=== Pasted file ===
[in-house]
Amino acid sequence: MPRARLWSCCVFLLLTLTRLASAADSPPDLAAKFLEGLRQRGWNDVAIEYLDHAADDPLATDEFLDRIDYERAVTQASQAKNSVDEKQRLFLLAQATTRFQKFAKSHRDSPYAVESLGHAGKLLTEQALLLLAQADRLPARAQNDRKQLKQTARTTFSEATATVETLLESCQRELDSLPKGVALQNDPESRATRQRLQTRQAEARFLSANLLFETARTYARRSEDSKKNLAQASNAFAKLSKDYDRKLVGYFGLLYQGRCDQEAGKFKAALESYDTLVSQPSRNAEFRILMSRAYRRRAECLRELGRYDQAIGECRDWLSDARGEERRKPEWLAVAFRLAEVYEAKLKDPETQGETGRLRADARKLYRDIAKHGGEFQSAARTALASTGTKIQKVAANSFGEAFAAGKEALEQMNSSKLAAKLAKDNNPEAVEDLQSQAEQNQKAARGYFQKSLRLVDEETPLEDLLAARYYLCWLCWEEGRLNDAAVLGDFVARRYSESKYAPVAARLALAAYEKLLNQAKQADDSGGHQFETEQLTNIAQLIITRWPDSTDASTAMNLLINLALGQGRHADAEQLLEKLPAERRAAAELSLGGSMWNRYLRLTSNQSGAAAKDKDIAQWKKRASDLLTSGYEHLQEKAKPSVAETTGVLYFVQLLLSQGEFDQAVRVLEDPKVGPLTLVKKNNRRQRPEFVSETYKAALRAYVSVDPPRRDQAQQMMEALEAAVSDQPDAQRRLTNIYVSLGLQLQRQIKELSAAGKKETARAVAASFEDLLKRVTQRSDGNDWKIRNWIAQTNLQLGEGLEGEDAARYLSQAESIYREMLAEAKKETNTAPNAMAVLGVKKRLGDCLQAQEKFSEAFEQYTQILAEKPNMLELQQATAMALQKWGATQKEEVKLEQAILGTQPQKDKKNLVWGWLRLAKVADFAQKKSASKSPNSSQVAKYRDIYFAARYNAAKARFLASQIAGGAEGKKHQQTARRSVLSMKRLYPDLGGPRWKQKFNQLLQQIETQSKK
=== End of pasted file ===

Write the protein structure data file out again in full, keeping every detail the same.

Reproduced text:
[in-house]
Amino acid sequence: MPRARLWSCCVFLLLTLTRLASAADSPPDLAAKFLEGLRQRGWNDVAIEYLDHAADDPLATDEFLDRIDYERAVTQASQAKNSVDEKQRLFLLAQATTRFQKFAKSHRDSPYAVESLGHAGKLLTEQALLLLAQADRLPARAQNDRKQLKQTARTTFSEATATVETLLESCQRELDSLPKGVALQNDPESRATRQRLQTRQAEARFLSANLLFETARTYARRSEDSKKNLAQASNAFAKLSKDYDRKLVGYFGLLYQGRCDQEAGKFKAALESYDTLVSQPSRNAEFRILMSRAYRRRAECLRELGRYDQAIGECRDWLSDARGEERRKPEWLAVAFRLAEVYEAKLKDPETQGETGRLRADARKLYRDIAKHGGEFQSAARTALASTGTKIQKVAANSFGEAFAAGKEALEQMNSSKLAAKLAKDNNPEAVEDLQSQAEQNQKAARGYFQKSLRLVDEETPLEDLLAARYYLCWLCWEEGRLNDAAVLGDFVARRYSESKYAPVAARLALAAYEKLLNQAKQADDSGGHQFETEQLTNIAQLIITRWPDSTDASTAMNLLINLALGQGRHADAEQLLEKLPAERRAAAELSLGGSMWNRYLRLTSNQSGAAAKDKDIAQWKKRASDLLTSGYEHLQEKAKPSVAETTGVLYFVQLLLSQGEFDQAVRVLEDPKVGPLTLVKKNNRRQRPEFVSETYKAALRAYVSVDPPRRDQAQQMMEALEAAVSDQPDAQRRLTNIYVSLGLQLQRQIKELSAAGKKETARAVAASFEDLLKRVTQRSDGNDWKIRNWIAQTNLQLGEGLEGEDAARYLSQAESIYREMLAEAKKETNTAPNAMAVLGVKKRLGDCLQAQEKFSEAFEQYTQILAEKPNMLELQQATAMALQKWGATQKEEVKLEQAILGTQPQKDKKNLVWGWLRLAKVADFAQKKSASKSPNSSQVAKYRDIYFAARYNAAKARFLASQIAGGAEGKKHQQTARRSVLSMKRLYPDLGGPRWKQKFNQLLQQIETQSKK